This information is provided so that you can learn about wine making in Nebraska and so you can enjoy serving wine without fear of making a mistake in etiquette.
Not true! Grapevines love Nebraska soil. They also like rolling hills with water far below, but within reach. Finally, wind is essential. Brisk winds keep unwanted intruders away. These are all the ingredients for growing grapes that make award-winning wine. This is Nebraska, and it is wine country.
A lot of French-American hybrids or American varietals are grown here. Some of these grapes, which are winter hardy and have shorter growing seasons, include Edelweiss, LaCrosse, St. Croix and Vignoles. Grape types are selected to survive Nebraska’s winter — temperatures sometimes drop to 20–30 degrees below 0.
The reason a certain wine is selected to accompany a certain food is so the aroma and flavors of each enhance the taste. A general guideline is to pair red wine with heavy meals and red meat — white wines should accompany light meals and white meat. Remember, these are general guidelines. There is only one firm rule for pairing wine with food: Choose a wine you know and like.
Why should white wine be served chilled? The three main flavor sensations of white wines are sugar, acid and aromatics. Chilling white wine creates balance by decreasing the sweetness and not allowing the aroma to overpower the other components.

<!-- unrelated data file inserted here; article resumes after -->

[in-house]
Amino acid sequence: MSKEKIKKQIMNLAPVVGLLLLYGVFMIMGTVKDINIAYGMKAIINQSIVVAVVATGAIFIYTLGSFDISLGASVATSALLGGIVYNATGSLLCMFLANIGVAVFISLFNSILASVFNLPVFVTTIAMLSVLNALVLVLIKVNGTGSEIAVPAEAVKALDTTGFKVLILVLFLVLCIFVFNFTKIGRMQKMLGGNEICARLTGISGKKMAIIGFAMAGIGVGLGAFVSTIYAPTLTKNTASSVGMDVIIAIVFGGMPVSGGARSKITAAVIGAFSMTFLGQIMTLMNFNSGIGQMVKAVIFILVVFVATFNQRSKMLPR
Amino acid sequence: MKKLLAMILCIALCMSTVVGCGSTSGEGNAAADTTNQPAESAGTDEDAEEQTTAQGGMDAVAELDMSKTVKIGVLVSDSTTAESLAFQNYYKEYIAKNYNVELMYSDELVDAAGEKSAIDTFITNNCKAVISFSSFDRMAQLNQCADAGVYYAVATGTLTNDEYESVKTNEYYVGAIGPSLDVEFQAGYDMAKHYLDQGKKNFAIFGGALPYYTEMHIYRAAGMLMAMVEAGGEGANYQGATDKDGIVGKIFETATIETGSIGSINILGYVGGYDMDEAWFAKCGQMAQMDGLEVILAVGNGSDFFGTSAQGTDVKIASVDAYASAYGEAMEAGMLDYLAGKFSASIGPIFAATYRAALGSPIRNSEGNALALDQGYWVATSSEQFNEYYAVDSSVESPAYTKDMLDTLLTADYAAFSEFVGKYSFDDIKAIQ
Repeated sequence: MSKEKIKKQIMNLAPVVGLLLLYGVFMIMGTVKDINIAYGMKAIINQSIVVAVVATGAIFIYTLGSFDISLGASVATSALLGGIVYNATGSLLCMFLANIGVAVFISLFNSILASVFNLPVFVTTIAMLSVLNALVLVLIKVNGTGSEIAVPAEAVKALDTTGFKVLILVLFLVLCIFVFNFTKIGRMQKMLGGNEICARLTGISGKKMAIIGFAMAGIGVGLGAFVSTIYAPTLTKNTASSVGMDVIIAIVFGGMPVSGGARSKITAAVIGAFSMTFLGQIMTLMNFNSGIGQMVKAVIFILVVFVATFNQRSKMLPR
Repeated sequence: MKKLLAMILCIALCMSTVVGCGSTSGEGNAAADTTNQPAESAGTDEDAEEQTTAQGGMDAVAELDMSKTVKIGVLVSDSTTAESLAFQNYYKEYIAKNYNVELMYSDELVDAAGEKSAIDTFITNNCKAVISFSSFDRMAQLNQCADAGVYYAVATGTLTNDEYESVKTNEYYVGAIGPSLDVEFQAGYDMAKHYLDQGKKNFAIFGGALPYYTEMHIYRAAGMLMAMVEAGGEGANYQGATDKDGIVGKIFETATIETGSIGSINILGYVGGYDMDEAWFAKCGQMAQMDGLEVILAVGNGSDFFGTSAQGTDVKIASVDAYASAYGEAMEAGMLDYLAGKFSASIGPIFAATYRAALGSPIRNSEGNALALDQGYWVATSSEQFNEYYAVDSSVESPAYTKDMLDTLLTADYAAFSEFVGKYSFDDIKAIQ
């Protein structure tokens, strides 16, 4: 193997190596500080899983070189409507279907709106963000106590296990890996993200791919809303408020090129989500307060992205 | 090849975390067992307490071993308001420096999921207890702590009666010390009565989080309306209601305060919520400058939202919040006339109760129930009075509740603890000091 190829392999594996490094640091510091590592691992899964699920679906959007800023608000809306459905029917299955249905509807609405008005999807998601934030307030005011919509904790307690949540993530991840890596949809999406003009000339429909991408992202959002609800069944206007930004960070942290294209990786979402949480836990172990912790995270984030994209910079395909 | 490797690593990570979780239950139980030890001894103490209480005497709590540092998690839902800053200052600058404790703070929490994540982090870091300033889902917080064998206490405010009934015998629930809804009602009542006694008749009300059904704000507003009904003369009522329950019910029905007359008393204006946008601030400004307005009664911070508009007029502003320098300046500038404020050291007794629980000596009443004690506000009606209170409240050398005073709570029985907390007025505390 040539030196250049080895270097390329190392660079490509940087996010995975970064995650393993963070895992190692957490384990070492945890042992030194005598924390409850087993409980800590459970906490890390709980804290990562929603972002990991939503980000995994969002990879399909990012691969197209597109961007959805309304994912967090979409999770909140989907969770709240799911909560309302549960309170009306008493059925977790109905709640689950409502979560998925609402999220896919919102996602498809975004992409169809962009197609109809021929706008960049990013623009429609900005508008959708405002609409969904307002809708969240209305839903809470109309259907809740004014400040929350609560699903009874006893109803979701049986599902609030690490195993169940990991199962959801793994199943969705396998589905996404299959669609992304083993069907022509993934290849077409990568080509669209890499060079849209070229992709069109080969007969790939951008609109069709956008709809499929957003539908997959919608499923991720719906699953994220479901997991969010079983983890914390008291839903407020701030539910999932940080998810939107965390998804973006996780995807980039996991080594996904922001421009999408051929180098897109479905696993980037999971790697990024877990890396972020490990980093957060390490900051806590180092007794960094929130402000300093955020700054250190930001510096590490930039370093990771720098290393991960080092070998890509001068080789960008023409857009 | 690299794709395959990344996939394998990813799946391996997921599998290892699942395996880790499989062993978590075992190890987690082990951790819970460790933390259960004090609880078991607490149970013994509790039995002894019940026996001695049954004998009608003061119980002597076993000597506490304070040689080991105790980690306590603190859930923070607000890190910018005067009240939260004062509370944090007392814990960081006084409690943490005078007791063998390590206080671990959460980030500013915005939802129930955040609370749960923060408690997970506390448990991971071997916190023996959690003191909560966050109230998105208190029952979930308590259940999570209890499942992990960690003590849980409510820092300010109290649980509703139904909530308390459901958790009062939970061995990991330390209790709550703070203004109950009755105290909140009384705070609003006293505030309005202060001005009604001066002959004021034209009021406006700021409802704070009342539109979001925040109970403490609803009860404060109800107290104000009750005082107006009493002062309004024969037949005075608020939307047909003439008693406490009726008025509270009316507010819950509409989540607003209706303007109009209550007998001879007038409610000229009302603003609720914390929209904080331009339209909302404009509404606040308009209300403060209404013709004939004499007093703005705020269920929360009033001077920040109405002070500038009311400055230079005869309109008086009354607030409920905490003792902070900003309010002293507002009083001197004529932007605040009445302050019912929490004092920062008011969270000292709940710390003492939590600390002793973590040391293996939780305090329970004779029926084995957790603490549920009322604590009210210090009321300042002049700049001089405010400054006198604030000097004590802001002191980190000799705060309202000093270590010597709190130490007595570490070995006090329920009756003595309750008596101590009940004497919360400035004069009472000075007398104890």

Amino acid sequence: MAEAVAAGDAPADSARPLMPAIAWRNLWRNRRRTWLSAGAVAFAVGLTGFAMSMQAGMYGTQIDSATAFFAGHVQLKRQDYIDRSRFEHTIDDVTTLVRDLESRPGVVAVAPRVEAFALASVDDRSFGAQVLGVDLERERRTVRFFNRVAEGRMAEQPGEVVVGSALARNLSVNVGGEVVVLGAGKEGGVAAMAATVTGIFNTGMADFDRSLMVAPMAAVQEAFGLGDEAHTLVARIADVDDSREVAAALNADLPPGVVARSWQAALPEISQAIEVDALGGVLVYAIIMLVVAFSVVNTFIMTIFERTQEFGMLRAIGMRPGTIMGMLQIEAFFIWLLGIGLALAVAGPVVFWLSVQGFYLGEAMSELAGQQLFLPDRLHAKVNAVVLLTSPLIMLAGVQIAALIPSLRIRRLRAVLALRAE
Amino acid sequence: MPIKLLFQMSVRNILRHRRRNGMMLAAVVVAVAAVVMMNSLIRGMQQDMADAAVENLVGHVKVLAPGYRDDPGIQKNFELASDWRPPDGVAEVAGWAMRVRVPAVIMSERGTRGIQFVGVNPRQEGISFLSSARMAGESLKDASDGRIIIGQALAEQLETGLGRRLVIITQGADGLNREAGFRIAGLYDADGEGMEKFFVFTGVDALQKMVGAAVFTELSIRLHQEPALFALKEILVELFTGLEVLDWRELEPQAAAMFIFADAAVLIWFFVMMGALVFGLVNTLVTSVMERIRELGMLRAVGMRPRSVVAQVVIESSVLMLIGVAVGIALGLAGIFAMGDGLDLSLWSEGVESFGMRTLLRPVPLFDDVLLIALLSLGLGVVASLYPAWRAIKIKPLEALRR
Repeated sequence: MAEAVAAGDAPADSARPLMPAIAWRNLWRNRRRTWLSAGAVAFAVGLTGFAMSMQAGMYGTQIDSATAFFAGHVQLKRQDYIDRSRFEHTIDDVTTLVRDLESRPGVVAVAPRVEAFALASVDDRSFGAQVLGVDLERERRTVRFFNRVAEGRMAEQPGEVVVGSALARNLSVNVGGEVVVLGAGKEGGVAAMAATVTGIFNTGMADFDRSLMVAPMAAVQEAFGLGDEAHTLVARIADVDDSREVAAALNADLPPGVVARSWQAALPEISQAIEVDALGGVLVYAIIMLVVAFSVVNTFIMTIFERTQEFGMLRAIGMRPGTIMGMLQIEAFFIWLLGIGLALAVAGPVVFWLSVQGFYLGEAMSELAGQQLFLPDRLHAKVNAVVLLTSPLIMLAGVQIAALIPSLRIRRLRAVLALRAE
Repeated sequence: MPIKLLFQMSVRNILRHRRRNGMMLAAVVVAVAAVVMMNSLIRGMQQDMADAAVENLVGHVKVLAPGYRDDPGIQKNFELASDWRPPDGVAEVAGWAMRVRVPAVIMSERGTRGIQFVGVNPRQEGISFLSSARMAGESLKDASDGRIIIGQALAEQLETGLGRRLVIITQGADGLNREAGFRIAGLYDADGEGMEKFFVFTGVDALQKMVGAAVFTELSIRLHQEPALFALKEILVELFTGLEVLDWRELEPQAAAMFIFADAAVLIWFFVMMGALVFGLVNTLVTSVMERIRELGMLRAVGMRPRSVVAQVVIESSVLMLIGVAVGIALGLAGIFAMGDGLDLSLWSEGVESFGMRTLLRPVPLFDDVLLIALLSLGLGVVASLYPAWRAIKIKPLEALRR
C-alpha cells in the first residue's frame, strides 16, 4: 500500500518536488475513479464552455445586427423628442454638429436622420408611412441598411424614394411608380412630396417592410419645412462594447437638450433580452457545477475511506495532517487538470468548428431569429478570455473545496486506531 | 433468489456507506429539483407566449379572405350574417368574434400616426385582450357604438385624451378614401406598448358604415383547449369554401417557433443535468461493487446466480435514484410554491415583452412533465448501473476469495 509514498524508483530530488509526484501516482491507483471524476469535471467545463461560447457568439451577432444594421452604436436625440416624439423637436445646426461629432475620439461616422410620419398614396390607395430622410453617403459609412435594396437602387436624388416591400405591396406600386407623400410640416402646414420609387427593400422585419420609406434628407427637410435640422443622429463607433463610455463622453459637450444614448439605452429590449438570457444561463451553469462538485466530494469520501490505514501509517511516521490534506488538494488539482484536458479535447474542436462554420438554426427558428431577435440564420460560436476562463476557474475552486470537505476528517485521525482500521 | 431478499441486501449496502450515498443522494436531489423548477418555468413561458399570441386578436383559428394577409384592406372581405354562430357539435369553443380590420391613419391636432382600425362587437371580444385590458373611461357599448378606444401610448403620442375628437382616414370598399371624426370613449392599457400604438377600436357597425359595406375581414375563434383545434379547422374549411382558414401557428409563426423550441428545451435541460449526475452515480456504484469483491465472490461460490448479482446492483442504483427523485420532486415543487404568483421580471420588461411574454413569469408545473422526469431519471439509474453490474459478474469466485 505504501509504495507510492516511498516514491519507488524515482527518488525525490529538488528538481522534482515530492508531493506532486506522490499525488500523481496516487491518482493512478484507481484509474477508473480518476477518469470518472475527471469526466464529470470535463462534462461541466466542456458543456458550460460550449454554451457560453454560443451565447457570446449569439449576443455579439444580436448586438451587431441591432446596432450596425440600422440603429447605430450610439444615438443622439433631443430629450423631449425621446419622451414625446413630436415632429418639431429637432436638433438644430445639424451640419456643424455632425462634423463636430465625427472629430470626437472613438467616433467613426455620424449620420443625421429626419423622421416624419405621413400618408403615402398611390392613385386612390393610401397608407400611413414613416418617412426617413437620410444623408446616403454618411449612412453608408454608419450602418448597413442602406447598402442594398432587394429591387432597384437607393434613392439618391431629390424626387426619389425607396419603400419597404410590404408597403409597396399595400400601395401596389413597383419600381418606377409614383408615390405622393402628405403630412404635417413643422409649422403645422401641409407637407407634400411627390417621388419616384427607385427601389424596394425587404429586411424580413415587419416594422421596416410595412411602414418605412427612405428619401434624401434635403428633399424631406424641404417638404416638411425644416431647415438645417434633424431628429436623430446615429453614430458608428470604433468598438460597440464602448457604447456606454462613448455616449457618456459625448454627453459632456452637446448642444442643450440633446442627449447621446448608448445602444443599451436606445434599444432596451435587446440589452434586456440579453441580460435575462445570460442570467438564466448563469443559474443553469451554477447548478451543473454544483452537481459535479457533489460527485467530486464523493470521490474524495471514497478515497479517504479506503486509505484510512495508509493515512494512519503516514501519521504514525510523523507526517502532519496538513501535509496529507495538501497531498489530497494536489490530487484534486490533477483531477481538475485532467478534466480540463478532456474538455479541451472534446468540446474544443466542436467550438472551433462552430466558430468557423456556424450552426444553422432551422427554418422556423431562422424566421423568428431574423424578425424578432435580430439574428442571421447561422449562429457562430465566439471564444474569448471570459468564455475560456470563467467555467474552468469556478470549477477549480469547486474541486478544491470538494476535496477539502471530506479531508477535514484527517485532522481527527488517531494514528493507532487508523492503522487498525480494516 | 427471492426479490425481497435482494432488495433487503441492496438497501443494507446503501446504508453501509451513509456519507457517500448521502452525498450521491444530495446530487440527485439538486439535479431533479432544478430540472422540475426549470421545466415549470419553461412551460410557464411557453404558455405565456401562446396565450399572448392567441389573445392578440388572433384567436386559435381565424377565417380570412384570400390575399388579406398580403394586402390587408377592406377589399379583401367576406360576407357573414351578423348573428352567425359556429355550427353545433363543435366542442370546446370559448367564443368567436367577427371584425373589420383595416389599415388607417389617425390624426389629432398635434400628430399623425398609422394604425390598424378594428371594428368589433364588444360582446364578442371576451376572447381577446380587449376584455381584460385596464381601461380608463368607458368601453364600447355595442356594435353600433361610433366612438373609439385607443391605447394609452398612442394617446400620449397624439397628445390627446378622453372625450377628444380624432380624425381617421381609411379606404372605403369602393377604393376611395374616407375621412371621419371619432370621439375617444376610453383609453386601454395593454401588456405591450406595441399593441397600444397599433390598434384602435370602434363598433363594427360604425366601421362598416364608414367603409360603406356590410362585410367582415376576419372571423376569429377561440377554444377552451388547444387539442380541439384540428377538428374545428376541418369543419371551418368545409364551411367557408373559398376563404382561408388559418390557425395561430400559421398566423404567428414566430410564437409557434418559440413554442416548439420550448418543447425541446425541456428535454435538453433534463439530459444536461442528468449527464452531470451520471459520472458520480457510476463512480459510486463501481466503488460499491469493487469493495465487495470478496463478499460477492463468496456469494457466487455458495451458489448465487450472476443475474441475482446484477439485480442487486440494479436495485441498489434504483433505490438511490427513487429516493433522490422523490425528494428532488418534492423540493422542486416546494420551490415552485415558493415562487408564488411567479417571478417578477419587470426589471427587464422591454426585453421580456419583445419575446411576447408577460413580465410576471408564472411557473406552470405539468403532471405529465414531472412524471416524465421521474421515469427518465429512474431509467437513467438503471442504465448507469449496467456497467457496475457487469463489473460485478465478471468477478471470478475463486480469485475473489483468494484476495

White wines are traditionally served as refreshments or to quench thirst. Cool beverages are perceived to be more refreshing than warm ones. In addition, chilling white wine emphasizes the acidity, which adds to the refreshing sensation.
Still wines should be poured in the center of the glass. Sparkling wines should be poured against the side of the glass to preserve the bubbles. To avoid drips, twist the bottle slightly as you lift it upright. When pouring wine, fill the glass two-thirds full (about 5–6 ounces). This will allow your guests to swirl the wine, smell the bouquet and see the wine’s “legs.” A glass can always be refilled if desired.